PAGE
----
A submission based collaborative audio project, that is created 2 times a year, with a great deal of the content being a result of the Cough Park Hotline (347) 601-4266. The Hotline is a telephone number that anyone can call, and leave up to a three minute message about dreams, ghost stories, music, rants, recipes for better living, or anything they want.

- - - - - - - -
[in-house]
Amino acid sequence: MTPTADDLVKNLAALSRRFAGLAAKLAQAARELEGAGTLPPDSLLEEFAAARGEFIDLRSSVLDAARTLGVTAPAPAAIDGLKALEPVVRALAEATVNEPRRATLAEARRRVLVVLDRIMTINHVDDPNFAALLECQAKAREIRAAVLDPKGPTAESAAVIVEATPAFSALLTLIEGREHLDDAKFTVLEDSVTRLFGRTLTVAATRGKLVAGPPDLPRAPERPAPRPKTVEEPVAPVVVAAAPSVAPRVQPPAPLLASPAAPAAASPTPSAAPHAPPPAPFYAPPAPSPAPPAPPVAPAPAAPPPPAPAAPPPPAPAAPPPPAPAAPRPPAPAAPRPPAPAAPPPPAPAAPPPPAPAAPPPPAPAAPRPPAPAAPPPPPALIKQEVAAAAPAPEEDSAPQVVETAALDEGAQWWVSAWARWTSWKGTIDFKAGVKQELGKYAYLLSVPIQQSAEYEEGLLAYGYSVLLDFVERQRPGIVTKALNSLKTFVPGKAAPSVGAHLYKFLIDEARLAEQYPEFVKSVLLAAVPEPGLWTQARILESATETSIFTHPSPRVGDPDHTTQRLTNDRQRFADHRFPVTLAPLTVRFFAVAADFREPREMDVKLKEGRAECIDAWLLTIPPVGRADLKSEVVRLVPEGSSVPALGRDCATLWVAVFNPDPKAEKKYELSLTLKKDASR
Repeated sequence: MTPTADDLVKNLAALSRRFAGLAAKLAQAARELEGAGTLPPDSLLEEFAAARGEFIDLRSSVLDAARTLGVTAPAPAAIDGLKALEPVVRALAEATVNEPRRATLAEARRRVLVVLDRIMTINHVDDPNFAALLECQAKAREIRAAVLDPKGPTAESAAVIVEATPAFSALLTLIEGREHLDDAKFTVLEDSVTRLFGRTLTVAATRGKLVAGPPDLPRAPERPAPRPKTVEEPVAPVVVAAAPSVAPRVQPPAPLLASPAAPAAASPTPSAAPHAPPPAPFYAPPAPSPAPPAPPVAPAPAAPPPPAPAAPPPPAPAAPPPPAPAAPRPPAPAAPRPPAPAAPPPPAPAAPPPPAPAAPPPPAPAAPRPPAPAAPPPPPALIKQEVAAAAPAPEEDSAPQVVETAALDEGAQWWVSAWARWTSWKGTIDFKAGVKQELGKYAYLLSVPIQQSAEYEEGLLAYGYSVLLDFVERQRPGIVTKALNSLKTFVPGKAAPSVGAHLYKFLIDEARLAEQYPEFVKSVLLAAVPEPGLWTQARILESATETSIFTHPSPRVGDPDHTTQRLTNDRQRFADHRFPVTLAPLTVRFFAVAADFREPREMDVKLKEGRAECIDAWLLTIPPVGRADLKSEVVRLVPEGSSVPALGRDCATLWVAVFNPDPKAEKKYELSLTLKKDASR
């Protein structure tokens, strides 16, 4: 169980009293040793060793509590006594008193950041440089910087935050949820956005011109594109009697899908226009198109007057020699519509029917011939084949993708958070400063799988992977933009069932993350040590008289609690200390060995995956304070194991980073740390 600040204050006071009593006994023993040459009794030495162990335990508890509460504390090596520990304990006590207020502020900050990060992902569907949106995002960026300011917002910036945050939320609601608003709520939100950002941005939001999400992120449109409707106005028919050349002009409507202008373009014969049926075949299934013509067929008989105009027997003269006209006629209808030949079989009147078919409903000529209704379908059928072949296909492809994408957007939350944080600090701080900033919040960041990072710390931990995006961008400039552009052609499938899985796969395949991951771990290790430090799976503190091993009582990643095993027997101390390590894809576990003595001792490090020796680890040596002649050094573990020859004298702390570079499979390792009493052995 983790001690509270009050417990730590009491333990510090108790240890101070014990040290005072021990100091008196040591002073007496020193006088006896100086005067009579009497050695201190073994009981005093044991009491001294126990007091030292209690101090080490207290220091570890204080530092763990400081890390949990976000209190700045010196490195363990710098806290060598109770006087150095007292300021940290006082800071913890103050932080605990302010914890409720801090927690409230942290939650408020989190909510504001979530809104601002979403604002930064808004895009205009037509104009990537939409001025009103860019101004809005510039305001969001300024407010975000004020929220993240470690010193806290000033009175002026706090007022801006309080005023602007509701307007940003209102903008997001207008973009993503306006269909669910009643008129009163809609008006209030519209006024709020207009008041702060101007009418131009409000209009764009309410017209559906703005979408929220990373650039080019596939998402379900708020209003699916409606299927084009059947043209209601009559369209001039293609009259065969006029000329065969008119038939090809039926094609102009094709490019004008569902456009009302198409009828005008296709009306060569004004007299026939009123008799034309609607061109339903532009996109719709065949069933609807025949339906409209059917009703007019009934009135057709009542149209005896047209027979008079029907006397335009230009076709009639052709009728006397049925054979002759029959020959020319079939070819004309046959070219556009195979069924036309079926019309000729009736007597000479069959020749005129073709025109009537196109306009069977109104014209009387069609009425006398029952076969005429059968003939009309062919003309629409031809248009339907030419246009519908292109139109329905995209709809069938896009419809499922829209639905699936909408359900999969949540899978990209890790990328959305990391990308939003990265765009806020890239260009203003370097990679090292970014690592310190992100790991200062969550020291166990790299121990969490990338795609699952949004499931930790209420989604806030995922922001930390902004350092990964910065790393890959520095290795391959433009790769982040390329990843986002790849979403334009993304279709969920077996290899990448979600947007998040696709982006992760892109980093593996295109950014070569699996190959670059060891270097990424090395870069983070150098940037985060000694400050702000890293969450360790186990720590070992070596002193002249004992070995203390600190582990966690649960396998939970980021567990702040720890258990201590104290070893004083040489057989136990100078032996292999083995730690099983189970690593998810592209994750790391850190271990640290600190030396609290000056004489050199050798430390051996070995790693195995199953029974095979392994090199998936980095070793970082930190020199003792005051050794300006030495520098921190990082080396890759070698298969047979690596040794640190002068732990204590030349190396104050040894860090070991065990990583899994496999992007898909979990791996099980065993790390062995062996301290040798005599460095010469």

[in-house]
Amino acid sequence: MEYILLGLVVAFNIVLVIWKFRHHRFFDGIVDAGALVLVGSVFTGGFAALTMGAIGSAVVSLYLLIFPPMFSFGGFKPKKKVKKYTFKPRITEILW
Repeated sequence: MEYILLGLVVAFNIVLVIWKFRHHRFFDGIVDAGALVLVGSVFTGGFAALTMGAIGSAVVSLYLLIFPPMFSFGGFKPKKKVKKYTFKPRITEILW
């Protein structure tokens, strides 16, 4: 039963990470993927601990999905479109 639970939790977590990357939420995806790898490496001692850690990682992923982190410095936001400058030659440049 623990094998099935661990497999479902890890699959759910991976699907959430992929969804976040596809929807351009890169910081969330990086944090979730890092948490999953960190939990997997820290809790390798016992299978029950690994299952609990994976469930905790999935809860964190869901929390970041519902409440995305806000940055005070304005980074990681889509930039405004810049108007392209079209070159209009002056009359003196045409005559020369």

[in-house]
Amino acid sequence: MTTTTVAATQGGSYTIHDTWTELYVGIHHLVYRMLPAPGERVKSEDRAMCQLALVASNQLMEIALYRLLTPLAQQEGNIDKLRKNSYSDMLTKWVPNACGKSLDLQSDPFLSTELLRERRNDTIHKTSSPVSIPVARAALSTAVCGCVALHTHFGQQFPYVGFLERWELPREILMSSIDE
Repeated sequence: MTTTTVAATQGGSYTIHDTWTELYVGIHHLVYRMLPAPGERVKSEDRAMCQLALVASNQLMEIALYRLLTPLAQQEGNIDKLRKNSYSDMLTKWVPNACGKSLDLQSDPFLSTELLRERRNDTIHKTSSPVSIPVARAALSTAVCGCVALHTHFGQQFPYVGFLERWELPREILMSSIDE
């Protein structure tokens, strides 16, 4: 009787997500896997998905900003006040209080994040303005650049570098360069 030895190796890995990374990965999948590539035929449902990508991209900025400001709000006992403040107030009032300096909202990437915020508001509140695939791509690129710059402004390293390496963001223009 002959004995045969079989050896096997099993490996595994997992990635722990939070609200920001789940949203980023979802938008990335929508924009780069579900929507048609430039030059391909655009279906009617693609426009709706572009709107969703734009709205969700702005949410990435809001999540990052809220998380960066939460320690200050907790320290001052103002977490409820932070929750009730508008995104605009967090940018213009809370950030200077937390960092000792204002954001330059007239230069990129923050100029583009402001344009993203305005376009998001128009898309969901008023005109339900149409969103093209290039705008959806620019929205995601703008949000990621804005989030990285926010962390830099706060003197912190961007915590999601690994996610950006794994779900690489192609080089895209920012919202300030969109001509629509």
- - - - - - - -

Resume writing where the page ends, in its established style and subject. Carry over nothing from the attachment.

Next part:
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Text by Leila TimminsPhoto by Tamara Beckwith (NY Post) Felix and Henry’s Pez Museum first opened in 2012 in the basement of their family home in London, Ontario. Showcasing their Pez collection along shelves and cases in a small basement room, the museum also featured a custom audio track, Pez-inspired art, a world map showing where each of the Pez had come from, homemade vending machine, Pez rug, donor wall and guest book. Felix and Henry are the school-aged sons of artist Jason McLean and the co-directors of the museum, who have been collaborating with their dad on the project for almost a decade. The first show was a huge success with everyone from local artists and celebrities to Rick Rhodes (then Editor of Canadian Art Magazine) coming to visit. “Once we got Michael Snow to sign one of the Pez, it really started to take off”, recalls McLean. For years, he would carry Pez with him while travelling and get anyone he was interested in or admired to sign one of the dispensers. The collection, which has grown to over 3000 Pez includes signatures from celebrities such as David Letterman, Mike Myers, Sarah Silverman, Regis Philbin, Yoko Ono, and Kelsey Grammar, as well as baseball players, musicians, friends and fellow artists. Since its inception, Pez Museum shows have happened in various locations across the country including Vancouver, London, Halifax, and Toronto. Most recently, Henry has taken over the collection from his big brother and has been curating a rotating display of Pez and ephemera in a vitrine at the Brooklyn Public Library in the Carroll Gardens neighborhood. “I really like the history of Pez” Henry tells a reporter for the New York Post, when talking about the motivation for his recent display on the evolution of Pez dispensers. According to Henry, Pez originated in Austria in 1927 and were marketed as a mint to help adults quit smoking. When brought to America, they did not sell well and so the company switched tactics and added the cartoon heads to be more appealing to children. “I actually hate the candy” he tells reporters, he just likes them as objects. This kind of collecting and interest in material culture does not stop with Pez in the McLean household. Henry and Jason also have collected fruit stickers, candy bar wrappers, torn pieces of money, silica packets, ticket stubs, and cereal boxes under the moniker “Henry and Jay’s Collection Agency”. Jason McLean’s exhibition at the RMG If you see me, say hello features an installation of the Pez Museum, as well as a selection of the cereal boxes and candy bar wrappers. Pez Museum Facebook Page Press: NY Times NY Post Metro Bedford and Bowery Pardon Me For Asking White Hot Magazine RMG Interview with Duncan Skiles